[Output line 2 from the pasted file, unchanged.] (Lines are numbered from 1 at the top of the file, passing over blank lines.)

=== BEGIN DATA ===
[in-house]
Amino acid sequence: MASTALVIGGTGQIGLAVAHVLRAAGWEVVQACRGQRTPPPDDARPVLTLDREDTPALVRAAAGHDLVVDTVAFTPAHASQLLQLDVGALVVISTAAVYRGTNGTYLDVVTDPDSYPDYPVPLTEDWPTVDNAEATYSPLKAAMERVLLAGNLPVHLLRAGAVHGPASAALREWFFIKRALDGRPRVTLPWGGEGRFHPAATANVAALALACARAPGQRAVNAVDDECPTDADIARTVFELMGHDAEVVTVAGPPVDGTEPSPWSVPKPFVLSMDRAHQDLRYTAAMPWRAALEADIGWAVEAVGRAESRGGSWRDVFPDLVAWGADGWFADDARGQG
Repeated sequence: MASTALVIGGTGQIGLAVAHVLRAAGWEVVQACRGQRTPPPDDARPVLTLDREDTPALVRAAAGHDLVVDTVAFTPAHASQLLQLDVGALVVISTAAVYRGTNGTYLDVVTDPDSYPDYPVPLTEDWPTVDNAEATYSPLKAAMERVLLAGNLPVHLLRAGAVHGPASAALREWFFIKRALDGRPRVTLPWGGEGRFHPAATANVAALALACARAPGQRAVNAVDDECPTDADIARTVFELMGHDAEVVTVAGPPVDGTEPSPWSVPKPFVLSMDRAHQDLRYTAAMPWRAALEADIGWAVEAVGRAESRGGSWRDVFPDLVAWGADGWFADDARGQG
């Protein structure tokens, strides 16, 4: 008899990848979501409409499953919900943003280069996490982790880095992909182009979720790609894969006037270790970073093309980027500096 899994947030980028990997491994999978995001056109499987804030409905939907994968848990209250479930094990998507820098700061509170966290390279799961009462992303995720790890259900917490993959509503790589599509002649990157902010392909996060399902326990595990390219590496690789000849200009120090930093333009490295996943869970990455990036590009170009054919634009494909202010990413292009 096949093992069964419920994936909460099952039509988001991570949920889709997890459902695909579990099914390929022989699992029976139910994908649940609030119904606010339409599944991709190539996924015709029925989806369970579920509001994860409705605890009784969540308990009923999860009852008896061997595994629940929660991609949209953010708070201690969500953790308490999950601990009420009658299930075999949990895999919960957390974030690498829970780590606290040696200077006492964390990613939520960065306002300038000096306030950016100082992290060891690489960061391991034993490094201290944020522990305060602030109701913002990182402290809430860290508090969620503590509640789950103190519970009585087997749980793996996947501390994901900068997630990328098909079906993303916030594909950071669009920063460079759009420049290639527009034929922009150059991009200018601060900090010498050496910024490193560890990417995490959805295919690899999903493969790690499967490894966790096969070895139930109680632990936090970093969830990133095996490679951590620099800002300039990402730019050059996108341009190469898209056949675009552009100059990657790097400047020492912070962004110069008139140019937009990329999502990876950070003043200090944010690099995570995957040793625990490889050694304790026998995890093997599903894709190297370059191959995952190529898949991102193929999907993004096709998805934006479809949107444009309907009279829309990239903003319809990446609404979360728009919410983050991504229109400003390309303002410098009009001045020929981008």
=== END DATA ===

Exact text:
Amino acid sequence: MASTALVIGGTGQIGLAVAHVLRAAGWEVVQACRGQRTPPPDDARPVLTLDREDTPALVRAAAGHDLVVDTVAFTPAHASQLLQLDVGALVVISTAAVYRGTNGTYLDVVTDPDSYPDYPVPLTEDWPTVDNAEATYSPLKAAMERVLLAGNLPVHLLRAGAVHGPASAALREWFFIKRALDGRPRVTLPWGGEGRFHPAATANVAALALACARAPGQRAVNAVDDECPTDADIARTVFELMGHDAEVVTVAGPPVDGTEPSPWSVPKPFVLSMDRAHQDLRYTAAMPWRAALEADIGWAVEAVGRAESRGGSWRDVFPDLVAWGADGWFADDARGQG